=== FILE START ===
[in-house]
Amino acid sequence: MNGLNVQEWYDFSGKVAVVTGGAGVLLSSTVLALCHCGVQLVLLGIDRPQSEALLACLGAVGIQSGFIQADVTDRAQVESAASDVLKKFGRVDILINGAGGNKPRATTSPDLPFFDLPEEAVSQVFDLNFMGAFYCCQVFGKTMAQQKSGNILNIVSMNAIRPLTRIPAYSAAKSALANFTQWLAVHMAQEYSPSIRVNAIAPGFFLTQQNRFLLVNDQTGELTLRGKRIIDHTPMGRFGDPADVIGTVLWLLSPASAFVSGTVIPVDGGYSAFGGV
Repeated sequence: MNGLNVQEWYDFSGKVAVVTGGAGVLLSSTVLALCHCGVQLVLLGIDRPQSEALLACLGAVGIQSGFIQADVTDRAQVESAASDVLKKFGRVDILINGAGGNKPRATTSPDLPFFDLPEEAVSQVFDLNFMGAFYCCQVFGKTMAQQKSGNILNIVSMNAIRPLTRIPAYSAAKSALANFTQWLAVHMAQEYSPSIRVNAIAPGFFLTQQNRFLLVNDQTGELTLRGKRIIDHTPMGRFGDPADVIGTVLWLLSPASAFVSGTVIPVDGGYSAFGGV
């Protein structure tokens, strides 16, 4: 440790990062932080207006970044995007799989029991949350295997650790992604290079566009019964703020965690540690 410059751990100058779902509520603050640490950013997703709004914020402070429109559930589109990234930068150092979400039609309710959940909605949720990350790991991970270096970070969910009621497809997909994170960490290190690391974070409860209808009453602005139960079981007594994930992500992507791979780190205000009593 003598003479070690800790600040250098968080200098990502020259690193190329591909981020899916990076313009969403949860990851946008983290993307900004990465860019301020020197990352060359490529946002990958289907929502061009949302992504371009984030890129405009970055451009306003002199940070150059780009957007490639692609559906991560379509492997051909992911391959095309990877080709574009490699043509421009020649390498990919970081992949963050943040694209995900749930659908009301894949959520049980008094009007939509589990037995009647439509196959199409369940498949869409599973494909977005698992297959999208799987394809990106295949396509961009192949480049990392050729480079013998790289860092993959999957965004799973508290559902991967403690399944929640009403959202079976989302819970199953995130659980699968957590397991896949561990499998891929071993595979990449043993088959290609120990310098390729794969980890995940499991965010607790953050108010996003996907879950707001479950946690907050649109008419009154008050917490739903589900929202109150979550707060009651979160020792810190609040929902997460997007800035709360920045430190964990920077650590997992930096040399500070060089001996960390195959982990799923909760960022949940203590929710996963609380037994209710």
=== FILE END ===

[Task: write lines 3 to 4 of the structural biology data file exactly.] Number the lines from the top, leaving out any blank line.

Repeated sequence: MNGLNVQEWYDFSGKVAVVTGGAGVLLSSTVLALCHCGVQLVLLGIDRPQSEALLACLGAVGIQSGFIQADVTDRAQVESAASDVLKKFGRVDILINGAGGNKPRATTSPDLPFFDLPEEAVSQVFDLNFMGAFYCCQVFGKTMAQQKSGNILNIVSMNAIRPLTRIPAYSAAKSALANFTQWLAVHMAQEYSPSIRVNAIAPGFFLTQQNRFLLVNDQTGELTLRGKRIIDHTPMGRFGDPADVIGTVLWLLSPASAFVSGTVIPVDGGYSAFGGV
């Protein structure tokens, strides 16, 4: 440790990062932080207006970044995007799989029991949350295997650790992604290079566009019964703020965690540690 410059751990100058779902509520603050640490950013997703709004914020402070429109559930589109990234930068150092979400039609309710959940909605949720990350790991991970270096970070969910009621497809997909994170960490290190690391974070409860209808009453602005139960079981007594994930992500992507791979780190205000009593 003598003479070690800790600040250098968080200098990502020259690193190329591909981020899916990076313009969403949860990851946008983290993307900004990465860019301020020197990352060359490529946002990958289907929502061009949302992504371009984030890129405009970055451009306003002199940070150059780009957007490639692609559906991560379509492997051909992911391959095309990877080709574009490699043509421009020649390498990919970081992949963050943040694209995900749930659908009301894949959520049980008094009007939509589990037995009647439509196959199409369940498949869409599973494909977005698992297959999208799987394809990106295949396509961009192949480049990392050729480079013998790289860092993959999957965004799973508290559902991967403690399944929640009403959202079976989302819970199953995130659980699968957590397991896949561990499998891929071993595979990449043993088959290609120990310098390729794969980890995940499991965010607790953050108010996003996907879950707001479950946690907050649109008419009154008050917490739903589900929202109150979550707060009651979160020792810190609040929902997460997007800035709360920045430190964990920077650590997992930096040399500070060089001996960390195959982990799923909760960022949940203590929710996963609380037994209710």